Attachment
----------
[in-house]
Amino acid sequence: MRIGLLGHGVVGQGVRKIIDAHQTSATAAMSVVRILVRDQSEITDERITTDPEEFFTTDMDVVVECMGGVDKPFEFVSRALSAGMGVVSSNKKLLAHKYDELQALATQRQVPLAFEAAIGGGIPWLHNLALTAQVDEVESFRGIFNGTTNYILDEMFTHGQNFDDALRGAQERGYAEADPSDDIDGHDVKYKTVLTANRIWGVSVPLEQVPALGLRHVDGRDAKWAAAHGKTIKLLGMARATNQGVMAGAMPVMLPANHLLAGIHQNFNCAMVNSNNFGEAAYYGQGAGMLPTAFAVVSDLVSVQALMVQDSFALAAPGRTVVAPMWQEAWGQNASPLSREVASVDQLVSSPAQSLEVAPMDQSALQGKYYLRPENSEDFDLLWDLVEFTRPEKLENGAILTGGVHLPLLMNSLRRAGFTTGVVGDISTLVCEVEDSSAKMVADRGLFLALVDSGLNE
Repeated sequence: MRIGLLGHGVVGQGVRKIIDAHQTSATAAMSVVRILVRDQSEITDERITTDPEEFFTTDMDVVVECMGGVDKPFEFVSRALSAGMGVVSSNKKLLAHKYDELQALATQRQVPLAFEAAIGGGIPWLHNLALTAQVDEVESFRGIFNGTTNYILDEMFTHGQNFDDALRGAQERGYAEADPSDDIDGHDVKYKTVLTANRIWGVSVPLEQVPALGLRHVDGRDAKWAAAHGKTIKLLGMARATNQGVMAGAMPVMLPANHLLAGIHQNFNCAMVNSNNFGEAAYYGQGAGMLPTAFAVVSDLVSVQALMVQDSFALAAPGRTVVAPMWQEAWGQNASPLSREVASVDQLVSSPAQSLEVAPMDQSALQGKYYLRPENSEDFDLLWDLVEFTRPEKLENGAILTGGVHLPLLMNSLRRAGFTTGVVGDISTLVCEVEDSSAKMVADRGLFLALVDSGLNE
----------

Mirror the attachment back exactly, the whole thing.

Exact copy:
[in-house]
Amino acid sequence: MRIGLLGHGVVGQGVRKIIDAHQTSATAAMSVVRILVRDQSEITDERITTDPEEFFTTDMDVVVECMGGVDKPFEFVSRALSAGMGVVSSNKKLLAHKYDELQALATQRQVPLAFEAAIGGGIPWLHNLALTAQVDEVESFRGIFNGTTNYILDEMFTHGQNFDDALRGAQERGYAEADPSDDIDGHDVKYKTVLTANRIWGVSVPLEQVPALGLRHVDGRDAKWAAAHGKTIKLLGMARATNQGVMAGAMPVMLPANHLLAGIHQNFNCAMVNSNNFGEAAYYGQGAGMLPTAFAVVSDLVSVQALMVQDSFALAAPGRTVVAPMWQEAWGQNASPLSREVASVDQLVSSPAQSLEVAPMDQSALQGKYYLRPENSEDFDLLWDLVEFTRPEKLENGAILTGGVHLPLLMNSLRRAGFTTGVVGDISTLVCEVEDSSAKMVADRGLFLALVDSGLNE
Repeated sequence: MRIGLLGHGVVGQGVRKIIDAHQTSATAAMSVVRILVRDQSEITDERITTDPEEFFTTDMDVVVECMGGVDKPFEFVSRALSAGMGVVSSNKKLLAHKYDELQALATQRQVPLAFEAAIGGGIPWLHNLALTAQVDEVESFRGIFNGTTNYILDEMFTHGQNFDDALRGAQERGYAEADPSDDIDGHDVKYKTVLTANRIWGVSVPLEQVPALGLRHVDGRDAKWAAAHGKTIKLLGMARATNQGVMAGAMPVMLPANHLLAGIHQNFNCAMVNSNNFGEAAYYGQGAGMLPTAFAVVSDLVSVQALMVQDSFALAAPGRTVVAPMWQEAWGQNASPLSREVASVDQLVSSPAQSLEVAPMDQSALQGKYYLRPENSEDFDLLWDLVEFTRPEKLENGAILTGGVHLPLLMNSLRRAGFTTGVVGDISTLVCEVEDSSAKMVADRGLFLALVDSGLNE